One’s academic journey doesn’t end after the completion of a degree. To guarantee the reliability and quality of service, many disciplines impose further requirements and procedures. For instance, in the medical and healthcare industry, you can only begin your practice after obtaining a license.
What Is A License?
Doctors, nurses, lawyers, and teachers have one thing in common. Before stepping into their career fields, they must have the right credentials in carrying out their roles, which are in the form of licenses and certifications.
These titles are granted to individuals once they complete practical experiences, such as on-the-job training, residency, and internship. A license is important to your career since this will prove your knowledge and skills required for the job.
Also, issuing licenses to recognized professionals will protect the public from inexperienced workers that are claiming to be professional ones.
Essentially, these are some occupations and fields that require a license:
- Education, training, and library
- Legal and protective service
- Architecture and engineering
- Community and social services
- Personal care and service
- Transportation services
- Real estate and planning
- Business and finance
However, people often interpret licensure and board certifications synonymously. While they both enable professionals to practice in their discipline, it’s still essential to differentiate these two to help them select and receive services from qualified professionals.
Licensure Vs. Board Certification: A Look At The Medical Industry
To practice medicine, obtaining a license is the minimum requirement for all health professionals. Basically, an individual claiming to be a health professional who doesn’t have a license is a fake physician. Before the licensure process, eligibility requirements will be discussed later on.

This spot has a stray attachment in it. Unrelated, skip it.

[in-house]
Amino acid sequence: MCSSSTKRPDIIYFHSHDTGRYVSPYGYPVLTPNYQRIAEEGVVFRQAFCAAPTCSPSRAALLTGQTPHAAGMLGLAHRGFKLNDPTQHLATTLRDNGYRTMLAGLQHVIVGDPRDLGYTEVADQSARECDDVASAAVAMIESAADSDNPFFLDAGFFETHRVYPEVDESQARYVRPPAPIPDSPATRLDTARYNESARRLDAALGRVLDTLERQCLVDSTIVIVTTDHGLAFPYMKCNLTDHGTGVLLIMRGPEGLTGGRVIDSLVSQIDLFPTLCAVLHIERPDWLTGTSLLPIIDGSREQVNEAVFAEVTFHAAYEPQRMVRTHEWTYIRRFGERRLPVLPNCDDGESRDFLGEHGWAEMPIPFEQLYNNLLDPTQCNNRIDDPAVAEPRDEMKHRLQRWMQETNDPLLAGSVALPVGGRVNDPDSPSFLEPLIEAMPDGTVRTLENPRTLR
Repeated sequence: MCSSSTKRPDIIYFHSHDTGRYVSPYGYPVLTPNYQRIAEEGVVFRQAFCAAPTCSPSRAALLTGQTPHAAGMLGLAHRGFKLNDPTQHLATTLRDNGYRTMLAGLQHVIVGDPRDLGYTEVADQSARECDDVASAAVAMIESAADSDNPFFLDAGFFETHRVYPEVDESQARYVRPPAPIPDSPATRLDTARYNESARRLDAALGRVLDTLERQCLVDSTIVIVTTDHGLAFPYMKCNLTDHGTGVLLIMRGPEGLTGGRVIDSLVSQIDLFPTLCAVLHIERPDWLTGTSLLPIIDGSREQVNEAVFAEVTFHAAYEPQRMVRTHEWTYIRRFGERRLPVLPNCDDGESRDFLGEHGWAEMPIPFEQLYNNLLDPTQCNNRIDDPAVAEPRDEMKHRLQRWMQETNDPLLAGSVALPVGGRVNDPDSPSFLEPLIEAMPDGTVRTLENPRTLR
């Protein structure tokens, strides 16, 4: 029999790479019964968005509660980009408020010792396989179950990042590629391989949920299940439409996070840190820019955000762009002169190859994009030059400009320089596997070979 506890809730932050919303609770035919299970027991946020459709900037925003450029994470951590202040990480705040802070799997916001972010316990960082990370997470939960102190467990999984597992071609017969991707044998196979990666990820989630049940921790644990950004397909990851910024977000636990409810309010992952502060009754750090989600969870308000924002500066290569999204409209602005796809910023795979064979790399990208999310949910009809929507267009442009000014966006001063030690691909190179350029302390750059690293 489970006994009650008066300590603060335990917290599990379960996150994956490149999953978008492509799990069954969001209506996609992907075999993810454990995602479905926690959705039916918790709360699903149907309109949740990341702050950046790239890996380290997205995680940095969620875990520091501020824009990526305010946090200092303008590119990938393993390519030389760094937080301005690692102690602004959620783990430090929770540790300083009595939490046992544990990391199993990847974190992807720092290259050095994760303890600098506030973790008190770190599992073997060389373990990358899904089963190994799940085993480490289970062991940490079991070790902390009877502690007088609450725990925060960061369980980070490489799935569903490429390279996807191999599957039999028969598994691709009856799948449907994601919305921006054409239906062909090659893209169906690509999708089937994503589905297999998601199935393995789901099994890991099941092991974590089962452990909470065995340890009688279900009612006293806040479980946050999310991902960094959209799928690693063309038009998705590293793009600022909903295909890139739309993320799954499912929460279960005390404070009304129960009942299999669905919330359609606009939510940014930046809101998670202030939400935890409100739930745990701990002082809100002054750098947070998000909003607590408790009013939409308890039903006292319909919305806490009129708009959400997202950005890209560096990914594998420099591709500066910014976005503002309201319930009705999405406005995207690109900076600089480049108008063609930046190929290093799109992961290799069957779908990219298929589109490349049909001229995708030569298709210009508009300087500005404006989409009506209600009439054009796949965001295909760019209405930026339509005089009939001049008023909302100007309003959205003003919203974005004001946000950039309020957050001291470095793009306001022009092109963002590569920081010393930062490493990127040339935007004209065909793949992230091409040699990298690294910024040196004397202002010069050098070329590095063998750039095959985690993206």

On another end, board certifications are more specific. While a license doesn’t identify a specific area of practice, a board certification only caters to an individual’s specialty. As the medical industry continues to flourish today, differentiating a licensed health professional from a board-certified one is a beneficial tool to see who acquired more advanced training.
Before achieving board certification, having your license is the most fundamental piece of your career. Knowing the steps for your licensure is paramount to kickstart your career while you’re still a student.
In this article, you’ll explore a comprehensive guide on preparing for a licensure exam. Keep in mind that requirements and processes might be different in every state and country.
For instance, the National Council Licensure Examination (NCLEX) is a national examination for nurse licensure exclusive in Canada and the United States. Check out this NCLEX Eligibility to acquire your licensure as a Licensed Practical Nurse (LPN) or Registered Nurse (RN).
Here are the elaborated steps on how to be eligible for licensure examinations in the healthcare and medical industry:
Licensure Examinations In Different Regions
Professional licensure for medical careers is required in every country, but they can have variations. Political, demographic, economic, and geographic factors drive the standards and regulations in these particular regions. Some licenses may only be available in the country of origin, while some are approved for use in other states or countries.
Generally, medical licenses have three main categories for diagnosis and treatment of patients, while certain individual state boards may add other categories: